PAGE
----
The parties comprising the block for the preservation of the union, instead of recognizing defeat, chose to deny the results hoping to work out some benefit for their shaken political position.

The fact that the Serbian government summoned the strength to recognize the real situation 20 days after the vote for Montenegrin independence, failed to influence the change of the opposition's views. And neither did the post-referendum reality unaccompanied by the announced sufferings of Montenegrin citizens facing new visa requirements, passports, levies on students and patients - in a word, all the scary, apocalyptical forecasts voiced from the various rostrums and daises.

Naturally, the opposition took this course mostly for practical reasons, describable in terms of election problems.

Namely, it starts from way down the scale, with the same platform it used at the referendum, which means that it still fights for the preservation of the union, or more precisely for those same voters who said the fateful NO at the plebiscite.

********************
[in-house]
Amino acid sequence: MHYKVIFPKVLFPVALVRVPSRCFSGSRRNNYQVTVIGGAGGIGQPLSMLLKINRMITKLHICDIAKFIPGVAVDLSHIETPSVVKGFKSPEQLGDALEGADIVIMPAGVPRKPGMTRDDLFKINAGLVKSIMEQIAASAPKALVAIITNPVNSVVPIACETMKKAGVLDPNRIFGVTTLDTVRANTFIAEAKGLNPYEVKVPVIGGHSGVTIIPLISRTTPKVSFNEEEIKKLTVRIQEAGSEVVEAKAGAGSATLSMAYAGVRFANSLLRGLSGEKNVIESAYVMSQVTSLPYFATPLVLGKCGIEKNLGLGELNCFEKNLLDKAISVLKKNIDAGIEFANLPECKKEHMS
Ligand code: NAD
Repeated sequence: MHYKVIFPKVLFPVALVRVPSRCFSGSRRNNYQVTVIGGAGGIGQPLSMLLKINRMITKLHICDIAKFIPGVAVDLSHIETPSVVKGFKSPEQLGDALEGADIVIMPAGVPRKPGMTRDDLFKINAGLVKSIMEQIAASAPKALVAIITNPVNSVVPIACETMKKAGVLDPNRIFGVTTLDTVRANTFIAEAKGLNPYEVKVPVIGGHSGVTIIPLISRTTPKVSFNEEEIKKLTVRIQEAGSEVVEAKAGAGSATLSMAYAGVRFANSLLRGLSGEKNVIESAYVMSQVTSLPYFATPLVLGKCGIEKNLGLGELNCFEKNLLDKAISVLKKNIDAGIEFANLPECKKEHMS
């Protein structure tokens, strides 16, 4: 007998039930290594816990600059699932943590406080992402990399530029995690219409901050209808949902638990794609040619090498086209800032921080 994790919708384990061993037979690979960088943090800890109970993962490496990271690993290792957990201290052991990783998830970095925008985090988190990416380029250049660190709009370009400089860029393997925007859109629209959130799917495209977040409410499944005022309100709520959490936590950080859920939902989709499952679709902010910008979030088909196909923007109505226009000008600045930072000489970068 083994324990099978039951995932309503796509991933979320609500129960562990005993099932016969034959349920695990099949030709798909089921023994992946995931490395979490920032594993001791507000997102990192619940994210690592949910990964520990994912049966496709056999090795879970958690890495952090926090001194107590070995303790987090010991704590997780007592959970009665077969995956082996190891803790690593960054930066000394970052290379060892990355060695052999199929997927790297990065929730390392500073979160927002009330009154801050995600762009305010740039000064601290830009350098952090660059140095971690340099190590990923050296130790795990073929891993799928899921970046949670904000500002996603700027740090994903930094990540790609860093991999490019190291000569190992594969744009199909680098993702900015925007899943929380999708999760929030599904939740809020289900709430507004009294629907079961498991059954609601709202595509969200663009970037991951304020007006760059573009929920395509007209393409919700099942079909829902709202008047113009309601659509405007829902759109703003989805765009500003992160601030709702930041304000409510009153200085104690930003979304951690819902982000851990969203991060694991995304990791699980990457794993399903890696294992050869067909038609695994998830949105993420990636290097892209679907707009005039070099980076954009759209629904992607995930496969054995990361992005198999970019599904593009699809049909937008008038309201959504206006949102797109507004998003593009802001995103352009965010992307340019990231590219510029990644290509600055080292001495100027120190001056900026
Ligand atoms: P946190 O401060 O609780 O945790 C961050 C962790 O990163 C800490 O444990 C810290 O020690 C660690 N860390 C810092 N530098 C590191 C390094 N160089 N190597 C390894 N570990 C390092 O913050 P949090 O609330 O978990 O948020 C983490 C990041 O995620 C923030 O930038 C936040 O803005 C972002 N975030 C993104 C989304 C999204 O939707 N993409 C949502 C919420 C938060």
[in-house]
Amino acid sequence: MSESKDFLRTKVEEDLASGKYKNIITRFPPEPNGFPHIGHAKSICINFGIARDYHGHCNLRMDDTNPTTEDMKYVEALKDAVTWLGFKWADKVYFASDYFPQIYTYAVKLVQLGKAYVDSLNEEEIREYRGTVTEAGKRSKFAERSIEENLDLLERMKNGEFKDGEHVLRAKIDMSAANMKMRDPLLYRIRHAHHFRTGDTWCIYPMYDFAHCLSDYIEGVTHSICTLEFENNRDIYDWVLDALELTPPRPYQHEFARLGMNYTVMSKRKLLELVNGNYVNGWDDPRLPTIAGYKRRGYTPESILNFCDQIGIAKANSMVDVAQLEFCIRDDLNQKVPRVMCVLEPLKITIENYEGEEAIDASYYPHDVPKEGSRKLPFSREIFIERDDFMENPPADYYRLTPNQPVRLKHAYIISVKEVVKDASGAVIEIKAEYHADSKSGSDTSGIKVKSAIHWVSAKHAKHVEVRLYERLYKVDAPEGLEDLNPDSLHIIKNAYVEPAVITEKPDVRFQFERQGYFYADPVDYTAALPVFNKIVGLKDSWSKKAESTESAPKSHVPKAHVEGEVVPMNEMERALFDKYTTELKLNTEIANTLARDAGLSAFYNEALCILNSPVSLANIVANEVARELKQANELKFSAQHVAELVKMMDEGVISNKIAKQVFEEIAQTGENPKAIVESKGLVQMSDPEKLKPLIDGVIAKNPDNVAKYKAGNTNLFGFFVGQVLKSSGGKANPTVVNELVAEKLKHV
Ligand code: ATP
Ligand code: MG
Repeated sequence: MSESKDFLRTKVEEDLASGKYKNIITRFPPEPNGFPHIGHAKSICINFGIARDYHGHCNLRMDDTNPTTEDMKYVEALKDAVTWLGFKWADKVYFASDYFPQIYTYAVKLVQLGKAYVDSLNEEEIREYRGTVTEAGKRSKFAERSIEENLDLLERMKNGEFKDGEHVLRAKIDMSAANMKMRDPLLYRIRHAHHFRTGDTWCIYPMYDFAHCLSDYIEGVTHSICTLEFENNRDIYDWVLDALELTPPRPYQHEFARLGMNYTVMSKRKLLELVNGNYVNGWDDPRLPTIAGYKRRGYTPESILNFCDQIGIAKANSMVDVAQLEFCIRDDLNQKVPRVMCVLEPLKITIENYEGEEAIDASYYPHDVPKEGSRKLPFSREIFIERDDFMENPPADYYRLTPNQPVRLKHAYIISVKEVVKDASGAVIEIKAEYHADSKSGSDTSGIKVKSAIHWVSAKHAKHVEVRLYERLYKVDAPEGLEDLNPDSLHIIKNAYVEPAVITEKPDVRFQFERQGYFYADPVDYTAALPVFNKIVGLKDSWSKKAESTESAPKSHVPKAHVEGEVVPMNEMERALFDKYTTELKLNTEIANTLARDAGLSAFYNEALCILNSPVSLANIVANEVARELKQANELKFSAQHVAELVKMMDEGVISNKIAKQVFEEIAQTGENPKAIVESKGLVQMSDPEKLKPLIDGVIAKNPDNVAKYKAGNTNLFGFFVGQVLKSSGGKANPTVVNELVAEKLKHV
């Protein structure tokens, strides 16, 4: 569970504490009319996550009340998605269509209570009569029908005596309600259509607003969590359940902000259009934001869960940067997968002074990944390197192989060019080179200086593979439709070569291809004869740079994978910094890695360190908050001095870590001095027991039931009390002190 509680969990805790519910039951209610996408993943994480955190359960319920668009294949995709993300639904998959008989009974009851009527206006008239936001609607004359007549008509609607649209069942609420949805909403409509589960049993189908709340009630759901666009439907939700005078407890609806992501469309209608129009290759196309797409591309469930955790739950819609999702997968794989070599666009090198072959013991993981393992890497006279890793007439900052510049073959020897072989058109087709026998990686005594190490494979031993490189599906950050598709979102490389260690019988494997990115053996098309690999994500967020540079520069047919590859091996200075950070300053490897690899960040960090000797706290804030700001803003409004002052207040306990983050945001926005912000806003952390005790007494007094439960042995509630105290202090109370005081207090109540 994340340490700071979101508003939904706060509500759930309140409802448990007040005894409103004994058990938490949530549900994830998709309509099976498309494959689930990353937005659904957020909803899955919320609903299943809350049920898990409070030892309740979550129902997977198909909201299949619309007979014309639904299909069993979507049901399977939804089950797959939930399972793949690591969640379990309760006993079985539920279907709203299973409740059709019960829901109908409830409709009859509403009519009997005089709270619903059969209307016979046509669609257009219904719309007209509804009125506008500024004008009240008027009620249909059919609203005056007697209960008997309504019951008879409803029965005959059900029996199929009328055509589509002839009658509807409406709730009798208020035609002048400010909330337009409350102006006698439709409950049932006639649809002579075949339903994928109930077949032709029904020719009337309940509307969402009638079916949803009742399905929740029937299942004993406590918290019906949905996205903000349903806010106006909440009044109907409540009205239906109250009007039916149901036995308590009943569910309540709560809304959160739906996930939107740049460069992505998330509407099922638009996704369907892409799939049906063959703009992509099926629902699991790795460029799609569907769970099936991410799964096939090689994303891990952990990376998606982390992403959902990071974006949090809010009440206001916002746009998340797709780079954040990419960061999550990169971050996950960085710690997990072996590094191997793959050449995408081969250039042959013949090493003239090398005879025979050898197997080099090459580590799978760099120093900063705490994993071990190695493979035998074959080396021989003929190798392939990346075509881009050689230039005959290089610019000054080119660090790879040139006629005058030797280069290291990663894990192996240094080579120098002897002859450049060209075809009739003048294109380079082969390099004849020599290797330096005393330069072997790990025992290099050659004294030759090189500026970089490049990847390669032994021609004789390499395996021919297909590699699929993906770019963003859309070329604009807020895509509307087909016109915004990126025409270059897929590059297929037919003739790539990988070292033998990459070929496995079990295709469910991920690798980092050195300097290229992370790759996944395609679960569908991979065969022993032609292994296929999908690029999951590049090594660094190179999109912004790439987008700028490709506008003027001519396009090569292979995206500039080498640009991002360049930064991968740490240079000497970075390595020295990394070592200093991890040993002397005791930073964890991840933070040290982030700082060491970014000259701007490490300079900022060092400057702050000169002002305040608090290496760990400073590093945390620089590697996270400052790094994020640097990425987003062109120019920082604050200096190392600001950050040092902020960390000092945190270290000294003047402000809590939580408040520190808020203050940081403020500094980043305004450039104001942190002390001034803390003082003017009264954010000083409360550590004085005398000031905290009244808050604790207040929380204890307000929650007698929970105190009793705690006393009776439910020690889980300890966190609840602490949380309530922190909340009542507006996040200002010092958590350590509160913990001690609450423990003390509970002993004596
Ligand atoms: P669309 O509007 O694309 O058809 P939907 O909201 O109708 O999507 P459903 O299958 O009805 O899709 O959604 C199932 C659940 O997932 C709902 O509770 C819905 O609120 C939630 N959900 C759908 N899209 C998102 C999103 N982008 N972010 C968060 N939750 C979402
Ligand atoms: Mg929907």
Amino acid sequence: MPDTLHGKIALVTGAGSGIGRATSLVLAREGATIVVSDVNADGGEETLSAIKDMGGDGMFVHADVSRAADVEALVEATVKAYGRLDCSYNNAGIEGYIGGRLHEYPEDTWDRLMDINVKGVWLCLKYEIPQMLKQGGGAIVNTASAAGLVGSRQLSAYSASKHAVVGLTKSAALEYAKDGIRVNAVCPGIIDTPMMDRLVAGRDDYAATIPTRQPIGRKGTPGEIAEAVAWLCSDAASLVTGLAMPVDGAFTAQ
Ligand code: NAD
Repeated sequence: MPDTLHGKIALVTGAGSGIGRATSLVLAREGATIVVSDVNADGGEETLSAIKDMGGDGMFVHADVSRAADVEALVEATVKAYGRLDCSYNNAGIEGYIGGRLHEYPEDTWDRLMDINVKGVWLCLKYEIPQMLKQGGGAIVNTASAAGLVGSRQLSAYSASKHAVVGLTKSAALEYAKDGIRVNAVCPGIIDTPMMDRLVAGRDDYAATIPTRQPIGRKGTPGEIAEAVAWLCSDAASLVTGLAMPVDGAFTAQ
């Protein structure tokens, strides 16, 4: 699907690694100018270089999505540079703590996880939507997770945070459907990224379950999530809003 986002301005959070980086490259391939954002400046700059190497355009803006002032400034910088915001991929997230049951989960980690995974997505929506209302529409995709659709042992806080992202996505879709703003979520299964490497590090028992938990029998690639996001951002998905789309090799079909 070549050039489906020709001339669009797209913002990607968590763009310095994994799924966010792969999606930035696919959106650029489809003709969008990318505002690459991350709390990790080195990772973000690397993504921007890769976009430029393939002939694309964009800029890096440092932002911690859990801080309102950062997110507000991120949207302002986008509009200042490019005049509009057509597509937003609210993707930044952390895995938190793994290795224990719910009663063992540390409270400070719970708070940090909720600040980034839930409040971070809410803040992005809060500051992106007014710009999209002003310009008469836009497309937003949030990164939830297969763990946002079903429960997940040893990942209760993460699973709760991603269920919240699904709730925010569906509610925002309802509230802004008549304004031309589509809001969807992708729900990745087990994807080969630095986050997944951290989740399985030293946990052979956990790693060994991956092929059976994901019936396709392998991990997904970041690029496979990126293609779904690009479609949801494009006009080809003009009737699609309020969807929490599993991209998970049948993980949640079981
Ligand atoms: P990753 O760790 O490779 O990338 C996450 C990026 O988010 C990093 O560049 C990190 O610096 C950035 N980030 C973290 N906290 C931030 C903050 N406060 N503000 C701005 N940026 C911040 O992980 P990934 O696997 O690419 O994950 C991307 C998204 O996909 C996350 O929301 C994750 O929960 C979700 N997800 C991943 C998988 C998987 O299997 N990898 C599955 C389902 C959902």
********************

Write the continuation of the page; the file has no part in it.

That is why the pro-union block, preparing for the autumn election, "feeds" on the referendum defeat. Its champions play for all or nothing. Actually, after the referendum debacle, their only though was to apply a pattern that will help them keep the electorate in a state of prolonged stress over the loss of union with Serbia and use that story to win as many votes as possible at the elections.

Whether used unintentionally or deliberately, this tactics wherein defeat, i.e. the result of the referendum is not recognized and the voters are invited to support those who called on them to say NO to independent Montenegro, works for Djukanovic and the DPS, in particular. They do not have to make too much of an effort to change their agenda, at least for these first elections. Suffice it to schedule the elections and the citizens who voted independence will rush to defend their newly established state from those who would once again test it on a referendum of a kind.

There is yet another thing that works in favor of sovereignists' parties, namely a near certainty that the joint block of parties supporting the preservation of the union will not appear at the autumn elections.